Can I be sued for breach of non-compete?

In late 2002, I began working for a not-for-profit company that publishes websites for various clients, including "Client X".

Nearly a year later, I was asked by my employer to sign a Confidentiality and Non-Compete agreement. I did so in good faith but was not given anything (I believe it's called "consideration") by my employer for signing.

In January of 2004, my employment with the company was terminated and I subsequently found employment in an entirely different field. When I left the company, I received nothing from the company in terms of severance pay, etc.

In June of 2004 I was approached by "Client X" to see if I would like to work for them to help publish their website. They had decided to end their relationship with my former employer and start publishing their website on their own.

I did not agree in writing or verbally to do anything with "Client X", yet when my former employer found out that they had approached me, he threatened to sue me for breach of the contract.

Since I did not go to work for "Client X", is there any legal action he can take?

2 answers  |  asked Jun 18, 2004 2:41 PM [EST]  |  applies to Illinois

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Answers (2)

Aaron Maduff
Can I be sued for breach of non-compete?

Having not gone to work for Client X, there does not appear to be any claim that your former employer can make at all. However, even if you went to work for Client X, there are a number of reasons why your former employer may not be able to successfully sue you. A lot of it dependso n what the non-compete agreement says. It may be that working for client X is not really covered by the non-compete agreement, it may also be that the non-compete agreement is overly broad and therefore not enforceable. It also depends on what kind of work you were doing for your former employer and what kind of work you would be doing for Client X. You should discuss this with an attorney who is going to need some more information, including a copy of the non-compete. Call us or any of the other fine employment lawyers on this system.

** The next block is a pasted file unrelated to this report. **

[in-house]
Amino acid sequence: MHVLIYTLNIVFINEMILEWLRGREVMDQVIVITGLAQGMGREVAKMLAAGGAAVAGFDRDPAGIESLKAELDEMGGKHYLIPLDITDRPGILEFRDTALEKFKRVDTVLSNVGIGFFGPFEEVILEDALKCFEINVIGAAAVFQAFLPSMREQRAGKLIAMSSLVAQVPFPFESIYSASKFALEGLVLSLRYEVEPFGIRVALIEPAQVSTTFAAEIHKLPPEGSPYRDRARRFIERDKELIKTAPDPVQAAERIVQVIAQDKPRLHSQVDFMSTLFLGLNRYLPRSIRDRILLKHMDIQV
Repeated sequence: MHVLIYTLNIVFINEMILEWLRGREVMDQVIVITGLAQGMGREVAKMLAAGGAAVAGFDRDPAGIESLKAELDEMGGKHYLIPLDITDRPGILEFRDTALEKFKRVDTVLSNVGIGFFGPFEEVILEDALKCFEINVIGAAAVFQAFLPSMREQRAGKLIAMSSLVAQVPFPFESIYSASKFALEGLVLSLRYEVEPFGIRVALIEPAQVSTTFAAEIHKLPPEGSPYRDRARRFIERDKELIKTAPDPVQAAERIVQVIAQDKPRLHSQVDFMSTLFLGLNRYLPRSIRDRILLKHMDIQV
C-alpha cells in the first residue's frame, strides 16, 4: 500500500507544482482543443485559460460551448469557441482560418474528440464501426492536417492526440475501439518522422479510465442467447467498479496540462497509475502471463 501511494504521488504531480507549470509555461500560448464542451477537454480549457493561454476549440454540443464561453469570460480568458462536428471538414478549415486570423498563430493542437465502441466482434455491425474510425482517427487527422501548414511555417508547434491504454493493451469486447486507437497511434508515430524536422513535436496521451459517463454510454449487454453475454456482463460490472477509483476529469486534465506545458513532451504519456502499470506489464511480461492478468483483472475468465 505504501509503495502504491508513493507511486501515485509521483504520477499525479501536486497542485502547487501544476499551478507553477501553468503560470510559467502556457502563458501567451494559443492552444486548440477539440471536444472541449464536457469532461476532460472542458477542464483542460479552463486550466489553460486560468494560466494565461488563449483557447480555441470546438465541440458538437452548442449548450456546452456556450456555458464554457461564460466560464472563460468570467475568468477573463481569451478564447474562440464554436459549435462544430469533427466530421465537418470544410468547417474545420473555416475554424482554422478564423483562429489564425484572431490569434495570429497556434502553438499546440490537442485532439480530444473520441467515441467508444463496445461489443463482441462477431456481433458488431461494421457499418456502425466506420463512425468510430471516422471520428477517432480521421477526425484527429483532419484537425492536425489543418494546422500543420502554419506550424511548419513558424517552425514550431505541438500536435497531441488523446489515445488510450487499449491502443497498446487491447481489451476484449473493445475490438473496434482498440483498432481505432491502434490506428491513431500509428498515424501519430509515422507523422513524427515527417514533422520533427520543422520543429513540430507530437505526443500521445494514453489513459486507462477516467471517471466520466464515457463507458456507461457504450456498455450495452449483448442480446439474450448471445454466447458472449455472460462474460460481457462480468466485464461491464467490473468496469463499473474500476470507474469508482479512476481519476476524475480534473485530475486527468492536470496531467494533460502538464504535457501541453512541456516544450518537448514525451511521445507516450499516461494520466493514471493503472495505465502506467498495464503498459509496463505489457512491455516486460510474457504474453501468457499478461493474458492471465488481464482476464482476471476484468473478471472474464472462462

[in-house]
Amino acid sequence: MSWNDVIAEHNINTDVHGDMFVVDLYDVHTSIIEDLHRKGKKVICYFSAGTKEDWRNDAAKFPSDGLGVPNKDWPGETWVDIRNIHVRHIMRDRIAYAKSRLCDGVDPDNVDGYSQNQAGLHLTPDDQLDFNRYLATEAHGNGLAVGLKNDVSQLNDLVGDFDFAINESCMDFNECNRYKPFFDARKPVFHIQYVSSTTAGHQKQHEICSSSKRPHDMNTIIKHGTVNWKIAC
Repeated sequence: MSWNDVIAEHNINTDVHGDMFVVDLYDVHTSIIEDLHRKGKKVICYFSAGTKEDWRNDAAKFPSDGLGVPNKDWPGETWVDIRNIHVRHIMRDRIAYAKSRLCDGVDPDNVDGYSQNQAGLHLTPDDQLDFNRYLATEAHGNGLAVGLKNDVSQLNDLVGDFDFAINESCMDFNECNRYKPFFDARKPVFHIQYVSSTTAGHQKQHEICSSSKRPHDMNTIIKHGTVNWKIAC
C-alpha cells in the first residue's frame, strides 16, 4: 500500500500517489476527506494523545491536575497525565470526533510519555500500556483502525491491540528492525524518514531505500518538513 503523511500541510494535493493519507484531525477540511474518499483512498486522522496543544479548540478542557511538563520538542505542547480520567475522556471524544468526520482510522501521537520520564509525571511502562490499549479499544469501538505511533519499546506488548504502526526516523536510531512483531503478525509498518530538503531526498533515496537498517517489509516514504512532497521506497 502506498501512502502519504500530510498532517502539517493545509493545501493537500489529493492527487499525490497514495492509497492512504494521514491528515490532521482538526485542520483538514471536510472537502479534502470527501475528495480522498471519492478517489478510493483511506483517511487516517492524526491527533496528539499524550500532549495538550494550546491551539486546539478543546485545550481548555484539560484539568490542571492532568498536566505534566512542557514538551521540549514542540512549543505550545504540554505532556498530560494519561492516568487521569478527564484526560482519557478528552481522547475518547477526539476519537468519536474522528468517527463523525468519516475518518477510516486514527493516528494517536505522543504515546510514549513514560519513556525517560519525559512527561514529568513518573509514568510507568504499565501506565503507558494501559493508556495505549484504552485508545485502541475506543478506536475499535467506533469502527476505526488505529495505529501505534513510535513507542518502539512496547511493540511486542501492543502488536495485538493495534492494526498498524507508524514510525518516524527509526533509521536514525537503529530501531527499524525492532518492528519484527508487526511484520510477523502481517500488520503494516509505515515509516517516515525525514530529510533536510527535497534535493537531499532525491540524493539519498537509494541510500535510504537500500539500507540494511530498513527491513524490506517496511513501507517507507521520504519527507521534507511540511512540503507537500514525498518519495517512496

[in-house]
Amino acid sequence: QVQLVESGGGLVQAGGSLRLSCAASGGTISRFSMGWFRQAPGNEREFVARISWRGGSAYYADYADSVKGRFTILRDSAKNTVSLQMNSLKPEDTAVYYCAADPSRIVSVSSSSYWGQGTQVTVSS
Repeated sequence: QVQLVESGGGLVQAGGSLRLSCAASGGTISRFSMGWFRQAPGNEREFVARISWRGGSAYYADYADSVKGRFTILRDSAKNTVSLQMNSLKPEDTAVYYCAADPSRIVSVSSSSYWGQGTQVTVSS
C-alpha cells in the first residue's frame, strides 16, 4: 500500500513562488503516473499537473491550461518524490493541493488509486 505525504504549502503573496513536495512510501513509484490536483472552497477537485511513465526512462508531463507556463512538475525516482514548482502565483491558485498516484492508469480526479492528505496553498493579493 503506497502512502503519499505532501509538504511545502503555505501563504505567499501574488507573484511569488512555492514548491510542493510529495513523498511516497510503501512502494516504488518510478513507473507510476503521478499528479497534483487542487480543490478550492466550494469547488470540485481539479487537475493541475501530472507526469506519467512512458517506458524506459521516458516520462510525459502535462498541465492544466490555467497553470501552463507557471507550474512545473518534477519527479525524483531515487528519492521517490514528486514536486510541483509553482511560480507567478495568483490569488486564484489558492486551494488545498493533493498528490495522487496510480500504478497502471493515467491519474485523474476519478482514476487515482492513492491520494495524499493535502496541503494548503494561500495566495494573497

Aaron Maduff

posted by Aaron Maduff  |  Jun 21, 2004 11:57 AM [EST]
Aaron Maduff
Can I be sued for breach of non-compete?

Having not gone to work for Client X, there does not appear to be any claim that your former employer can make at all. However, even if you went to work for Client X, there are a number of reasons why your former employer may not be able to successfully sue you. A lot of it dependso n what the non-compete agreement says. It may be that working for client X is not really covered by the non-compete agreement, it may also be that the non-compete agreement is overly broad and therefore not enforceable. It also depends on what kind of work you were doing for your former employer and what kind of work you would be doing for Client X. You should discuss this with an attorney who is going to need some more information, including a copy of the non-compete. Call us or any of the other fine employment lawyers on this system.
Aaron Maduff

posted by Aaron Maduff  |  Jun 21, 2004 11:56 AM [EST]

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